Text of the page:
Manasa Devi is mentioned in the Vedas as Serpent Queen, particularly in the Rig Veda Brahmanas.
The Vedas say: "...thereby he wins the brilliance that is in the serpent..."
Explanation of a few terms
Samhita is the basic metrical (mantra) text of each of the Vedas. The Brahmanas are commentaries on the four Vedas. They detail the proper performance of rituals. Some other ancient texts contain references to the Sarpa Veda that deals with the science of serpents. It originated in the east. There were more Brahamanas in the past, as each Vedic shakha or school used its own Brahmana. Aitareya Brahmana and Kaushitaki Brahmanas are associated with the Rig Veda, the oldest of the Vedas. The Brahmanas are part of the Vedas, the Hindu Shruti literature - the cosmic sound that the authors of these texts heard. Puranas belong to a different category - Smriti - the cosmic sound that was remembered.
Here we see the crescent moon in the shape of a smiling letter C turned to the left (the symbol of Manasa) on the image of an ancient European snake goddess.
Nilangu is a Sankrit term that refers to "species of worm".
The Rig Veda, one of the oldest religious books of the world, refers to Sarpa Ranji (Serpent Queen). She was one of the female authors of the parts of the Rig Veda. The Yajur Veda has the following text (in Prapathaka V, The Piling of the Fire Altar): "Thou art the eastern quarter, the favorable by name; of thee as such Agni is the overlord, the black (snake) the guardian". Or: "...of thee as such Varuna is overlord, the striped snake." Or: "...of thee as such Yama is the overlord, the spotted necked (snake) the guardian..." Or: "To Indra, the king, a boar; to Varuna, the king, a black (antelope); to Yama, the king, a deer; to the bull, the king, a Gayal; to the tiger, the king, a Bos Gavaeus; to the king of men a monkey; for the swift falcon a quail; for the Nilangu (snake) a worm; for Soma, the king, a gazelle; for the ocean a crocodile; for the snowy mountain an elephant." In Yajur Veda (Taittiriya Sanhita) we will also find the following: "With the verses of the queen of serpents he establishes the Garhapatya (a ritual or yajna was compulsory in the Vedic times), and so renewing it he establishes it as immortal."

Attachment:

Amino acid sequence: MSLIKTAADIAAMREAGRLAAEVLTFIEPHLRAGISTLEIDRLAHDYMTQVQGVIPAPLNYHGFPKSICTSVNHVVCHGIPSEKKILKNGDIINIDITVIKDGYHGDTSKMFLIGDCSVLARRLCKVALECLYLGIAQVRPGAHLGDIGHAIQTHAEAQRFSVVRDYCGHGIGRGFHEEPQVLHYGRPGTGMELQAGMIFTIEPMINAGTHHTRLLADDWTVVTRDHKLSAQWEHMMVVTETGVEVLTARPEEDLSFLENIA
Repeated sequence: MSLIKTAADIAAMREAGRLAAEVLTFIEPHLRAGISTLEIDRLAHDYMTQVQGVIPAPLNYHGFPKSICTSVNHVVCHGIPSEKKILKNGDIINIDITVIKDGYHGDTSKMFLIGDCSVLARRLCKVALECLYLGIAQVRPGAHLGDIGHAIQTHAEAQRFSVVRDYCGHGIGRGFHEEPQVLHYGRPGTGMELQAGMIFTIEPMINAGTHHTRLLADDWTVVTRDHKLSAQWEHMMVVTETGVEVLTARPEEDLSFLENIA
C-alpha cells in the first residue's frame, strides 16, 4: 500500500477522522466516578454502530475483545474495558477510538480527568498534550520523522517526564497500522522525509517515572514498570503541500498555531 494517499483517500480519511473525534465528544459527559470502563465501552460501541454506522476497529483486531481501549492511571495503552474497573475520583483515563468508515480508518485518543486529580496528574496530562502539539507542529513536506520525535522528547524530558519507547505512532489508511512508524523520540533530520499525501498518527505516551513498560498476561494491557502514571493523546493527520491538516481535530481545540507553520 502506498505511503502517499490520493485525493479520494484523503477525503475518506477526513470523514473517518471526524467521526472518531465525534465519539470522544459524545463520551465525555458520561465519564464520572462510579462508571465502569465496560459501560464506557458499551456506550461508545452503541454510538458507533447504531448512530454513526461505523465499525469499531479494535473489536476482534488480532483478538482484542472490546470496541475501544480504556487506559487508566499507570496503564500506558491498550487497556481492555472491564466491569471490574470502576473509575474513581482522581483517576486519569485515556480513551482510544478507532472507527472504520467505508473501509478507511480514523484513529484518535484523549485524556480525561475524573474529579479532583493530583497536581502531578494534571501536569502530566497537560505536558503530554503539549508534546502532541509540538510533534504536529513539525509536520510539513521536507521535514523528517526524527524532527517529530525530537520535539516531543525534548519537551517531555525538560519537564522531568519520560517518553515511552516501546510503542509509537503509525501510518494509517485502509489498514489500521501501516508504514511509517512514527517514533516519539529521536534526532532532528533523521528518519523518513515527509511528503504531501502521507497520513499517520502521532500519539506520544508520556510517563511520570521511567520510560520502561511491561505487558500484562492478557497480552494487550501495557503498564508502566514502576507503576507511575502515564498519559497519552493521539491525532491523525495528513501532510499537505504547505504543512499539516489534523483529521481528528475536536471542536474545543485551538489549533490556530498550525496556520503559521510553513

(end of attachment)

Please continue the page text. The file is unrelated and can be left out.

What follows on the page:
The Gopatha Brahmana of the Atharva Veda speaks about serpents
too. Sarpa Vidya (science of snakes) is mentioned in Satapatha
and Gopatha Brahmanas. Aligi is the name of a kind of snake
in the Atharva Veda (V-13-7). In the Vedas - see
the source - it is written: "They sing
the verses of the serpent queen on that day."